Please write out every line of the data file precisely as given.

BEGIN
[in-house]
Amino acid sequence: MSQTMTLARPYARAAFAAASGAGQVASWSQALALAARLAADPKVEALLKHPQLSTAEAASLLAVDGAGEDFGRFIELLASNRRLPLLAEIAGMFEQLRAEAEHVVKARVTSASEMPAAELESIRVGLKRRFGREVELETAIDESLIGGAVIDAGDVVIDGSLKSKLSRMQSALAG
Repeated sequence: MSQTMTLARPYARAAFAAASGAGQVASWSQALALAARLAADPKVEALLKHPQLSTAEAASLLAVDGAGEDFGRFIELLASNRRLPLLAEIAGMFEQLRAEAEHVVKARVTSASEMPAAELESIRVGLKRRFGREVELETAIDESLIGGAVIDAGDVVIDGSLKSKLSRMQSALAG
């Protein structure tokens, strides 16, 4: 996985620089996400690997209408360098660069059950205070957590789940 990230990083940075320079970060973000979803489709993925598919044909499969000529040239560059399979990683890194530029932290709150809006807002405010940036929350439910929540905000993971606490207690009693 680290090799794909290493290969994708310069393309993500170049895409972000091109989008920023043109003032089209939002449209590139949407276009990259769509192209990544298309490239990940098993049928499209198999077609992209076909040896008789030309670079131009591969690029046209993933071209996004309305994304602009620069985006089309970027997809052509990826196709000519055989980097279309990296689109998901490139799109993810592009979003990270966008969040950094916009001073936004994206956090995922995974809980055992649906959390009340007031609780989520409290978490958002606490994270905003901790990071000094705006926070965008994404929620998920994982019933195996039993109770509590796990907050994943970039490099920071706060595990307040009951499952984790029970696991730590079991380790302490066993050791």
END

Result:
[in-house]
Amino acid sequence: MSQTMTLARPYARAAFAAASGAGQVASWSQALALAARLAADPKVEALLKHPQLSTAEAASLLAVDGAGEDFGRFIELLASNRRLPLLAEIAGMFEQLRAEAEHVVKARVTSASEMPAAELESIRVGLKRRFGREVELETAIDESLIGGAVIDAGDVVIDGSLKSKLSRMQSALAG
Repeated sequence: MSQTMTLARPYARAAFAAASGAGQVASWSQALALAARLAADPKVEALLKHPQLSTAEAASLLAVDGAGEDFGRFIELLASNRRLPLLAEIAGMFEQLRAEAEHVVKARVTSASEMPAAELESIRVGLKRRFGREVELETAIDESLIGGAVIDAGDVVIDGSLKSKLSRMQSALAG
């Protein structure tokens, strides 16, 4: 996985620089996400690997209408360098660069059950205070957590789940 990230990083940075320079970060973000979803489709993925598919044909499969000529040239560059399979990683890194530029932290709150809006807002405010940036929350439910929540905000993971606490207690009693 680290090799794909290493290969994708310069393309993500170049895409972000091109989008920023043109003032089209939002449209590139949407276009990259769509192209990544298309490239990940098993049928499209198999077609992209076909040896008789030309670079131009591969690029046209993933071209996004309305994304602009620069985006089309970027997809052509990826196709000519055989980097279309990296689109998901490139799109993810592009979003990270966008969040950094916009001073936004994206956090995922995974809980055992649906959390009340007031609780989520409290978490958002606490994270905003901790990071000094705006926070965008994404929620998920994982019933195996039993109770509590796990907050994943970039490099920071706060595990307040009951499952984790029970696991730590079991380790302490066993050791």